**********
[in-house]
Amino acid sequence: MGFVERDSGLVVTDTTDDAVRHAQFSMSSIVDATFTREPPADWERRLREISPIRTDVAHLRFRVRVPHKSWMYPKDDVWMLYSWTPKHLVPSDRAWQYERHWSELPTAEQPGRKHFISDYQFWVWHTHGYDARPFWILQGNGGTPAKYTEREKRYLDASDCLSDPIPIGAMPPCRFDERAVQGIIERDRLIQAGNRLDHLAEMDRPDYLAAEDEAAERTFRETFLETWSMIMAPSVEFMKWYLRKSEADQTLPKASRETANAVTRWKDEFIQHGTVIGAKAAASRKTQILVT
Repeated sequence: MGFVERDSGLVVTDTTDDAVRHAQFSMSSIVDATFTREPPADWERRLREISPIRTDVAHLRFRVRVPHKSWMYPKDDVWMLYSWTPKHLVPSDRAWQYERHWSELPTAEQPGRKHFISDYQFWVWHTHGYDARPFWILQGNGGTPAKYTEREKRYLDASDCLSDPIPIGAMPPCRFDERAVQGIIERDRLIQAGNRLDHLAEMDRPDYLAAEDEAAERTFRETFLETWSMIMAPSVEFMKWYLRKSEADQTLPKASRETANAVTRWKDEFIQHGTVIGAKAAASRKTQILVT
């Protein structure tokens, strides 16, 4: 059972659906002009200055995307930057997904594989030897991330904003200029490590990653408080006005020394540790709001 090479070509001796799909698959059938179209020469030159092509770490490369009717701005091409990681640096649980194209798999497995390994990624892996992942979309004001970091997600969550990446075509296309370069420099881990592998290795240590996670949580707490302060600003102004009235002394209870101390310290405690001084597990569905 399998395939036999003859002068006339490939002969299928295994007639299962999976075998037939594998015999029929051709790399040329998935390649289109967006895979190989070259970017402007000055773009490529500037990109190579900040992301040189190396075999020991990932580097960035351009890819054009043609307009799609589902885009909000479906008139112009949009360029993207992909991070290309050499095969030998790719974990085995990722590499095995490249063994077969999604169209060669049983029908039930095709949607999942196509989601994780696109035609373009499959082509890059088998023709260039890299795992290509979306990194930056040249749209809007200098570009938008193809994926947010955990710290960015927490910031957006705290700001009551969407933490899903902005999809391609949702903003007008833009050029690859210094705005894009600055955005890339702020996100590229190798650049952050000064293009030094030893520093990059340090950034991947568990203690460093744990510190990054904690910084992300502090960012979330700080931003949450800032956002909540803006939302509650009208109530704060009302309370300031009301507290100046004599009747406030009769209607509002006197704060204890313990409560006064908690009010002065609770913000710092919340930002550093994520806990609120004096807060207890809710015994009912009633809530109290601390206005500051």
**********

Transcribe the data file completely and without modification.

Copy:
[in-house]
Amino acid sequence: MGFVERDSGLVVTDTTDDAVRHAQFSMSSIVDATFTREPPADWERRLREISPIRTDVAHLRFRVRVPHKSWMYPKDDVWMLYSWTPKHLVPSDRAWQYERHWSELPTAEQPGRKHFISDYQFWVWHTHGYDARPFWILQGNGGTPAKYTEREKRYLDASDCLSDPIPIGAMPPCRFDERAVQGIIERDRLIQAGNRLDHLAEMDRPDYLAAEDEAAERTFRETFLETWSMIMAPSVEFMKWYLRKSEADQTLPKASRETANAVTRWKDEFIQHGTVIGAKAAASRKTQILVT
Repeated sequence: MGFVERDSGLVVTDTTDDAVRHAQFSMSSIVDATFTREPPADWERRLREISPIRTDVAHLRFRVRVPHKSWMYPKDDVWMLYSWTPKHLVPSDRAWQYERHWSELPTAEQPGRKHFISDYQFWVWHTHGYDARPFWILQGNGGTPAKYTEREKRYLDASDCLSDPIPIGAMPPCRFDERAVQGIIERDRLIQAGNRLDHLAEMDRPDYLAAEDEAAERTFRETFLETWSMIMAPSVEFMKWYLRKSEADQTLPKASRETANAVTRWKDEFIQHGTVIGAKAAASRKTQILVT
């Protein structure tokens, strides 16, 4: 059972659906002009200055995307930057997904594989030897991330904003200029490590990653408080006005020394540790709001 090479070509001796799909698959059938179209020469030159092509770490490369009717701005091409990681640096649980194209798999497995390994990624892996992942979309004001970091997600969550990446075509296309370069420099881990592998290795240590996670949580707490302060600003102004009235002394209870101390310290405690001084597990569905 399998395939036999003859002068006339490939002969299928295994007639299962999976075998037939594998015999029929051709790399040329998935390649289109967006895979190989070259970017402007000055773009490529500037990109190579900040992301040189190396075999020991990932580097960035351009890819054009043609307009799609589902885009909000479906008139112009949009360029993207992909991070290309050499095969030998790719974990085995990722590499095995490249063994077969999604169209060669049983029908039930095709949607999942196509989601994780696109035609373009499959082509890059088998023709260039890299795992290509979306990194930056040249749209809007200098570009938008193809994926947010955990710290960015927490910031957006705290700001009551969407933490899903902005999809391609949702903003007008833009050029690859210094705005894009600055955005890339702020996100590229190798650049952050000064293009030094030893520093990059340090950034991947568990203690460093744990510190990054904690910084992300502090960012979330700080931003949450800032956002909540803006939302509650009208109530704060009302309370300031009301507290100046004599009747406030009769209607509002006197704060204890313990409560006064908690009010002065609770913000710092919340930002550093994520806990609120004096807060207890809710015994009912009633809530109290601390206005500051």